Androgynous (Katharine Hepburn opted to wear trousers rather than skirts, a statement that ultimately changed the perception of how women should dress ~ and was echoed in the movies to such stylish effect by other luminous stars such as Lauren Bacall)

Belted waists

Crop tops (a very big look in early 1940 fashion)

Decadent jewels, huge cocktail rings (real and imitation)

Floral prints and tea dresses

High waisted shorts

Huge floral corsages (from Carrie Bradshaw via Hedy Lamarr)

Metallics, midi length skirts and monochrome (the latter, worked so well by Ingrid Bergman in Casablanca, became a staple of 40s fashion)



Pleats, zips, ruching

Preppy chic and Peter Pan collars

Shoulder pads (power dressing’s been around for some time!)

Statement headwear

Tailored swimwear

Wedges and wide legged trousers

... and Claudette Colbert looked fabulously decadent in a floor-length hooded pink gown while filming The Palm Beach Story in 1942 ~ a look that has since been given a contemporary spin by, amongst others, Kylie Minogue and Cheryl Cole.



Like a fine wine, original 40s fashion is a superb vintage which is as desirable today as ever ~ thanks in no small part to the Hollywood icons who lit up the screen and whose timeless beauty and style continues to influence today’s collections and be justifiably referenced in modern trends.




40s Hollywood, The magic of Humphrey Bogart & Lauren Bacall




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The 1940s were undoubtedly defined by the hardships and austerity of World War II and by the re-adjustment of the post-war years ~ and fashion was no exception.


Europe, and especially Paris, had always been the centre of fashion and had been a great (if not the main) influence on styles and trends, particularly in America. During the war however, many of the Parisian fashion houses were forced to close and the stylish Parisienne and her couture fashion was slowly being replaced with a new definition of what is was to be a young woman: robust and independent with a more active and demanding life.


This sea change in the perception of women’s changing, and increasingly independent, roles during the war years, and how they had to adapt to the new mode of austerity, was felt everywhere, particularly in the shortage of clothing. Fewer colours were available (chemical dyes were needed for explosives) so clothing colours became lighter. Due to fabric restrictions, hemlines on 1940 dresses crept upward in both evening wear and day wear, the latter of which was made more and more using substitute materials whenever possible (e.g. viscose and rayon) ~ and waistlines started to be more defined as again fabric was scarce. Materials such as silk, nylon and elastics were hard to find, and wool and leather were also hard to source as they had to be used for uniforms ~ shoes, and even metal for buttons and clasps, were also scarce. Utility clothing in the UK became regulatory ~ garments were slim cut and it became illegal to embellish 1940 dresses with extra embroidery, buttons, or pockets.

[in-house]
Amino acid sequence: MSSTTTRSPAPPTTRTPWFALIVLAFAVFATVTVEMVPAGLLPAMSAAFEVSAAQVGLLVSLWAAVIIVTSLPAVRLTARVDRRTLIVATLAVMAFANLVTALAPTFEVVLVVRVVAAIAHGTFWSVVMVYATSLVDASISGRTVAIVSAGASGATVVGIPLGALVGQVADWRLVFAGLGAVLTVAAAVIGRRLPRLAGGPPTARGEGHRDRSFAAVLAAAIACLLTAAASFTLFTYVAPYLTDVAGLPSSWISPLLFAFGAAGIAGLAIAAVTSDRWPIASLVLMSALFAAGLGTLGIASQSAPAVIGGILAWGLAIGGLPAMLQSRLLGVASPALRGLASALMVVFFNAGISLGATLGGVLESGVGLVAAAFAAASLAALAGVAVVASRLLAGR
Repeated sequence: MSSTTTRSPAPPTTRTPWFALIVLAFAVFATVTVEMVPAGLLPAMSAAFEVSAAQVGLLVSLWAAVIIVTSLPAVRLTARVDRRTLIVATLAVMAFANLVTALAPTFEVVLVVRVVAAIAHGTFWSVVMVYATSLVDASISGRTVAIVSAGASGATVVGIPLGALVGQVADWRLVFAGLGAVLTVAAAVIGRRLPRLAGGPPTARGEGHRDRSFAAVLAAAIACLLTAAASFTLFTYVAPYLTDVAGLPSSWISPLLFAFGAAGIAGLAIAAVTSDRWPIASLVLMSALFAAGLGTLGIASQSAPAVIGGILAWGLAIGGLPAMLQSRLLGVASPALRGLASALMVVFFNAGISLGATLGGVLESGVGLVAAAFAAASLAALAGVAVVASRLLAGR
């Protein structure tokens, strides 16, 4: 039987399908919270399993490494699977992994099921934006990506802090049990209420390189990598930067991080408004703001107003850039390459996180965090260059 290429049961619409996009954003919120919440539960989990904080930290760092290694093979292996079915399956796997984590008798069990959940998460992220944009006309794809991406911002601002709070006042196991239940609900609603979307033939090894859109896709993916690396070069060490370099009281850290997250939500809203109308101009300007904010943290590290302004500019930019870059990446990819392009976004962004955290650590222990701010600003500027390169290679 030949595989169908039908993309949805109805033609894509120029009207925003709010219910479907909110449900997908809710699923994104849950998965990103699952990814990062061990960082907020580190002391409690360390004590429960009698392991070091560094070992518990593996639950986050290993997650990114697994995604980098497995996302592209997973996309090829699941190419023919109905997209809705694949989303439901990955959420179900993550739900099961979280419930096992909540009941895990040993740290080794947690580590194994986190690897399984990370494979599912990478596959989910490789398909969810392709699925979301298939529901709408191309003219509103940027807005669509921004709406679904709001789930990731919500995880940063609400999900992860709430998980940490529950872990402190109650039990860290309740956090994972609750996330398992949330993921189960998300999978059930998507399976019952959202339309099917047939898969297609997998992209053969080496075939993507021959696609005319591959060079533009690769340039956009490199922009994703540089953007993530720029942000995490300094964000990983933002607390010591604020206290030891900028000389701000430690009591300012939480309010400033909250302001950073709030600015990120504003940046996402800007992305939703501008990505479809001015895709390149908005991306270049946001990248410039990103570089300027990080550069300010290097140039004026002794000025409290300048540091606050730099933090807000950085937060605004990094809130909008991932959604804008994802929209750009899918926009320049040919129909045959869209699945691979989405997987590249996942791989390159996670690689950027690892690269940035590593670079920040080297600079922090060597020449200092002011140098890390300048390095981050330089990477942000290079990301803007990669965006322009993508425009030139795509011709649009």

The UK also introduced ‘Make-Do-and-Mend’, with more sewing at home and outdated or worn fashions being remade into useable garments. Even Hollywood’s studio designers had to follow suit by conserving fabric: “No pockets, no pleats, the less material the better” even on a 1940s fancy dress.1940-dresses-5.jpg


1940-dresses-6.jpgDespite the imposition of utilitarian chic and the rationing of fabric, the subsequent metamorphosis of ‘function into fashionable’ found its way into fashion design ~ with super-stylish 1940 dresses being a perfect example. Dresses, and especially the 1940s fancy dress, kept for special occasions such as weddings and dances, were often showed off at special functions and dance halls, which were extremely popular in the 1940s. The seductive Latin rhythms of the Rumba etc were a soothing counterpoint to the turbulence of the war years, and the popular Big Band leaders helped spread the syncopated sound of swing, while the improvisational music of Jazz artists electrified audiences. Dresses with flowing skirts were essential to fashionable dance lovers ~ although these ‘swing dresses’, with their nipped-in waists and sweeping gored skirts, became more popular after the war ended and fabric became more readily available.


Wartime day dresses, including the 1940s fancy dress, fell to just above the knee and were practical yet demure: simple, elegant shirt dresses were accentuated with shoulder pads and belted waists, while pretty tea dresses, often in floral or gingham prints, featured short or capped sleeves with v-necks or sweetheart necklines ~ and the ‘princess line’ on 1940 dresses was softly shirred to gather under the bust and create a flattering shape.


1940-dresses-7.jpgAs 1940 dresses became shorter to save on fabric, sheath evening dresses replaced the long, flowing and more voluminous gowns of the 1930s and legs emerged as the most prominent and accentuated feature of the early 1940s figure. Additionally, as women's clothing adhered to slimmer designs all over, with tailoring cutting down on fabric where possible, shoulder pads became widely popular, to highlight the boxy look as a way to add interest to the silhouette. At this time the military look grew in popularity, and suits, tailored jackets and trousers, with a more masculine edge, was becoming a very sought after style option. This look took a cue from actresses such as Rita Hayworth, Katharine Hepburn and Marlene Dietrich 1940-dresses-01.jpgwho had a significant impact on popular fashion and made the more androgynous look, including tuxedos and tails, very fashionable ~ a style that today is still copied by numerous designers including Yves Saint Laurent, and worn by many celebrities and models including Kate Moss.